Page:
Cogan's sign = Cogan's lid twitch, in patients with myasthenia. When the patient's eyes are directed downward for 10 to 20 seconds and the patient is then instructed to make a vertical saccade back to primary position, the upper eyelid elevates and either slowly begins to droop or else twitches several times before settling into a stable position
Cogan-Reese disease = A syndrome characterized by a matted or smudged appearance to the surface of the iris, unilateral glaucoma in the eyes with multiple peripheral anterior synechiae, multiple nodules of the iris, and ectopic Descemet's membrane.
Cogan's syndrome = Syndrome of interstitial keratitis characterized
by abrupt onset of vertigo, tinnitus, and usually rapid development of
David Glendenning Cogan was born in Fall River, Massachusetts, where his father was an Episcopal minister. He was introduced to ophthalmology by his mother, herself a practitioner and a pioneering ophthalmologist. He attended local school until 1925, when he enrolled at Dartmouth College, where he combined a collegiate schedule with the first two years of medical school.
Cogan continued his studies at Harvard Medical School, graduating in 1932. He interned at the University of Chicago and underwent specialty training in ophthalmology as a resident at the Massachusetts Eye and Ear Infirmary in Boston. He then went abroad to obtain further experience in Switzerland, Germany and Holland as a Mosely travelling fellow.
Already in 1934 he succeeded his old mentor Frederick Verhoeff (1874-1968) as director of the Howe Laboratory of Ophthalmic Research, and he became Senior Surgeon at the Infirmary. During Cogan's 30-year stewardship the Howe Laboratory was to have a tremendous influence on ophthalmic research.
In the years between 1955 and his retirement Cogan was Henry Williams Professor of Ophthalmology at the eye clinic of the Harvard Medical School university hospital.
Following his mandatory retirement in 1973, aged 65 years, Cogan moved to the National Institutes of Health, where he continued his research activities. Despite his age, the tempo of his work continued unabated and he often put in 10-hour days and 6-day weeks.
David Cogan in a fruitful way has encouraged the cooperation between clinicians and scientists of basic research. He initiated and established the ophthalmological courses of basic science, now a part of specialty training at almost every medical faculty in the USA. He also introduced regular appointments for basic research scientists at the eye clinic of Harvard, thus facilitating the cooperation between scientist and clinician, setting an example to all major eye clinics in the USA. The fruitful research climate at his institution has resulted in several of the scientists at Howe Laboratory receiving more honorary awards than those of any other eye research laboratory.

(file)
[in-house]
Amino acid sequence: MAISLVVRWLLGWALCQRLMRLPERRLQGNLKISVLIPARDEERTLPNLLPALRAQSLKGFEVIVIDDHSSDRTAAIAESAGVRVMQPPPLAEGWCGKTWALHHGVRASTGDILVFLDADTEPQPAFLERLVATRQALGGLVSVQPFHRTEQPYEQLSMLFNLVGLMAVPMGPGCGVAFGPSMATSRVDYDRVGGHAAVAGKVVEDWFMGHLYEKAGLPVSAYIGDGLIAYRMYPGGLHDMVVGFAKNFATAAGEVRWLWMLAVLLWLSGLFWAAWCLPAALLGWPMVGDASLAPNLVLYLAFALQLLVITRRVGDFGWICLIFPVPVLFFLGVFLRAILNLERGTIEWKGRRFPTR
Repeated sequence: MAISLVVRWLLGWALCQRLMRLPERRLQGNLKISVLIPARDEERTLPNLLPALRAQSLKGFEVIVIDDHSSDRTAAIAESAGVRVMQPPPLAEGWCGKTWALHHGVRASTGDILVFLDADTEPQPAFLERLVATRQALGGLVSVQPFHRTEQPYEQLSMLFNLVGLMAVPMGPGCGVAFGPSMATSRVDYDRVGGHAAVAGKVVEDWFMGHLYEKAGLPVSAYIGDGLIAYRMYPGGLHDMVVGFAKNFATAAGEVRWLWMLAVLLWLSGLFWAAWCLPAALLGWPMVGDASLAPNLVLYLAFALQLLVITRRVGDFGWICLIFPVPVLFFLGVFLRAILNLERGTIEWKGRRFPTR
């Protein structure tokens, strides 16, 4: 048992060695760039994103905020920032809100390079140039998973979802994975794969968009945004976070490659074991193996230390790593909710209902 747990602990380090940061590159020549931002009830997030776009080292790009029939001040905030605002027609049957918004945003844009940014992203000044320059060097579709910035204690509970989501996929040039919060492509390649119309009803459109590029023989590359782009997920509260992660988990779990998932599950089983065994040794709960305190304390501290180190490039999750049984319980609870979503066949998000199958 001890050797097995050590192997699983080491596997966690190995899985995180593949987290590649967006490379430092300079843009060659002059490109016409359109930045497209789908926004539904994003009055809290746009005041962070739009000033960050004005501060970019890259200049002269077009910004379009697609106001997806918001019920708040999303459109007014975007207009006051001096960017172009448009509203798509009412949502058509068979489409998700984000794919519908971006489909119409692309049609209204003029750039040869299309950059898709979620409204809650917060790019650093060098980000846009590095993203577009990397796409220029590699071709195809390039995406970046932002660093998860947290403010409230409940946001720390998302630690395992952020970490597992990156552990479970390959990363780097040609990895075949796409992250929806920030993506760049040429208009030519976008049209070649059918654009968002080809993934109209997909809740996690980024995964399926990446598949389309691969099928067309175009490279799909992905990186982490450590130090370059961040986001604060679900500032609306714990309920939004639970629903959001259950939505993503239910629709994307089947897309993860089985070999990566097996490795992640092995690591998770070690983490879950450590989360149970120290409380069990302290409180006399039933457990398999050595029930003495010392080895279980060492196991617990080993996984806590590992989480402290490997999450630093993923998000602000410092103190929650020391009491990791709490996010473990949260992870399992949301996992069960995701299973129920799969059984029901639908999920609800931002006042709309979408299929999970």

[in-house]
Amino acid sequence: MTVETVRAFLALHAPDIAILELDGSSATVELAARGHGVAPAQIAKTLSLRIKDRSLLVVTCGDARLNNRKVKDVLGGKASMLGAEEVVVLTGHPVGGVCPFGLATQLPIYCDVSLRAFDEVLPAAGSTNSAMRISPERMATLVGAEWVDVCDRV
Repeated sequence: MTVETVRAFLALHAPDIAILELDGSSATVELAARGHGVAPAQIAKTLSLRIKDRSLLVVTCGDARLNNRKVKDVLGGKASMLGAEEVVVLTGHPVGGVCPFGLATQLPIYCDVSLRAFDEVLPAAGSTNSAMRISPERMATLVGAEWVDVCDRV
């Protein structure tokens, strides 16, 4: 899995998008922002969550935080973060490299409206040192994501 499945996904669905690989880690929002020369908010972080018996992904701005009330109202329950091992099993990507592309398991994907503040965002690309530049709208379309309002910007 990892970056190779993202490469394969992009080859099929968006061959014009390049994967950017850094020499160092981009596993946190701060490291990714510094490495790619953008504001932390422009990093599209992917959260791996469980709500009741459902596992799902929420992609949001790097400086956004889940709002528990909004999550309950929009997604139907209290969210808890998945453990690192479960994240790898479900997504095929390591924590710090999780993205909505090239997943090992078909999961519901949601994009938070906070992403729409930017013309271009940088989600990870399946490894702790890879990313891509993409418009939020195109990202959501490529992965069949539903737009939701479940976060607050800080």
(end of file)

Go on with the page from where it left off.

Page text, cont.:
Scientifically David Cogan has been very productive, working in many areas of ophthalmology. As a pathologist he was with the first group of American medical men going to Hiroshima to examine the effect of radiation following the atomic explosion. Through his studies of radiation cataracts he became one of the foremost in this area. He also contributed to the development of relationships between American and Japanese Ophthalmologists. He was one of the first ophthalmologists to visit Germany after the Second World War in an effort to "heal the wounds" and re-establish personal contacts between ophthalmologists in Germany and the USA. When, in his eighties, he was invited to be a lecturer of honour with the association of German ophthalmologists, and rendered his lecture in German.
It is in neuroophthalmology that David Cogan is internationally best known. Already in 1948 he published Neurology of the Ocular Muscles, a book later to go through several editions. The book contains a survey of various forms of nystagmus still worth reading.
David Cogan was an influential teacher, cherished by his countless student, of which several have become prominent. He believed the essence of investigation was originality, curiosity, and perseverance, and fostered that spirit in the talented clinicians and basic scientists he recruited to Howe. Despite his great workload Cogan found time for his family and friends. His home in the city or in the countryside at Lake Michigan were meeting places for scientists in ophthalmology.
During his long career Cogan has received many awards. Among them are the Warren Prize in 1944, Proctor's Award 1954, the Mackenzie medal in 1968, the Research to Prevent Blindness Award 1969 and the Gonin Medallion 1974. In 1985 he was honoured by the dedication of the David G. Cogan Library at the National Eye Institute. His name also lives on in the Cogan Ophthalmic History Society and the David Glendenning Cogan Professorship of Ophthalmology, Harvard Medical School.
During the years 1960 to 1966 he was editor-in-chief of Archives of Ophthalmology, and a member of the editorial staff of Graefe's Archive for Clinical and Experimental Ophthalmology since 1972.
"To have such a seminal influence on your field is given to very few
people ... how a man could by virtue of his mental agility, skills, and
kindness catapult to the top remains an example and a lesson."
Frederick A. Jakobiec, MD
"My connection with other entities to which you refer were similarly
chance observations during a career, now coming to a close, in which I
had an unusually favourable academic position. They were modest contributions
that have reflected undue credit to me because of the eponymic designation.
If, and when, their etiologic origins are clarified they should be classified
by a more appropriate terminology."
This letter, written in his own hand, illustrates Cogan's humble attitude to his own career.
|More ophthalmic eponyms|